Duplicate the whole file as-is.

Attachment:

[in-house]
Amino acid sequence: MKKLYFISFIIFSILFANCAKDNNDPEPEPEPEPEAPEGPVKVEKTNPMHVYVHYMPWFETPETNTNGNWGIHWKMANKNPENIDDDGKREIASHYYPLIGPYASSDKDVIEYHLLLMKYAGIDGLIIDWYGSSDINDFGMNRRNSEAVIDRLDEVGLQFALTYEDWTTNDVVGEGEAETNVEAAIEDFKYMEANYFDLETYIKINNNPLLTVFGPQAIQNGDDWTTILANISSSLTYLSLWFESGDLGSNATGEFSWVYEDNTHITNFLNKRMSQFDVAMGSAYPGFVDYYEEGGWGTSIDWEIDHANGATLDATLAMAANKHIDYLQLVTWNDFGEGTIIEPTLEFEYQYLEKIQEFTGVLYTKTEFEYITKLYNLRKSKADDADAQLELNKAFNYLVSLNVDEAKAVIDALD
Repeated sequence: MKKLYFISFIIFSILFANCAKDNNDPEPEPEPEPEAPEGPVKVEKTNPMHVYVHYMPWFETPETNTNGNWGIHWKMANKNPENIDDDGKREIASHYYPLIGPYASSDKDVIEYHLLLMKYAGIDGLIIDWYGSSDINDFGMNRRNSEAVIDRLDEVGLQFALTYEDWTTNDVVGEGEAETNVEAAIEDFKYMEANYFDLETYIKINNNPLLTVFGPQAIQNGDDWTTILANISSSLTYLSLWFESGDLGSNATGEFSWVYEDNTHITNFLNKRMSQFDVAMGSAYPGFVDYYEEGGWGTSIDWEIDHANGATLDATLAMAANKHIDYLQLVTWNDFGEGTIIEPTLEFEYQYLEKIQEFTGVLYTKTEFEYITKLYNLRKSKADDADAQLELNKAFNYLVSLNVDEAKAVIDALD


[in-house]
Amino acid sequence: MKKLYFISFIIFSILFANCAKDNNDPEPEPEPEPEAPEGPVKVEKTNPMHVYVHYMPWFETPETNTNGNWGIHWKMANKNPENIDDDGKREIASHYYPLIGPYASSDKDVIEYHLLLMKYAGIDGLIIDWYGSSDINDFGMNRRNSEAVIDRLDEVGLQFALTYEDWTTNDVVGEGEAETNVEAAIEDFKYMEANYFDLETYIKINNNPLLTVFGPQAIQNGDDWTTILANISSSLTYLSLWFESGDLGSNATGEFSWVYEDNTHITNFLNKRMSQFDVAMGSAYPGFVDYYEEGGWGTSIDWEIDHANGATLDATLAMAANKHIDYLQLVTWNDFGEGTIIEPTLEFEYQYLEKIQEFTGVLYTKTEFEYITKLYNLRKSKADDADAQLELNKAFNYLVSLNVDEAKAVIDALD
Repeated sequence: MKKLYFISFIIFSILFANCAKDNNDPEPEPEPEPEAPEGPVKVEKTNPMHVYVHYMPWFETPETNTNGNWGIHWKMANKNPENIDDDGKREIASHYYPLIGPYASSDKDVIEYHLLLMKYAGIDGLIIDWYGSSDINDFGMNRRNSEAVIDRLDEVGLQFALTYEDWTTNDVVGEGEAETNVEAAIEDFKYMEANYFDLETYIKINNNPLLTVFGPQAIQNGDDWTTILANISSSLTYLSLWFESGDLGSNATGEFSWVYEDNTHITNFLNKRMSQFDVAMGSAYPGFVDYYEEGGWGTSIDWEIDHANGATLDATLAMAANKHIDYLQLVTWNDFGEGTIIEPTLEFEYQYLEKIQEFTGVLYTKTEFEYITKLYNLRKSKADDADAQLELNKAFNYLVSLNVDEAKAVIDALD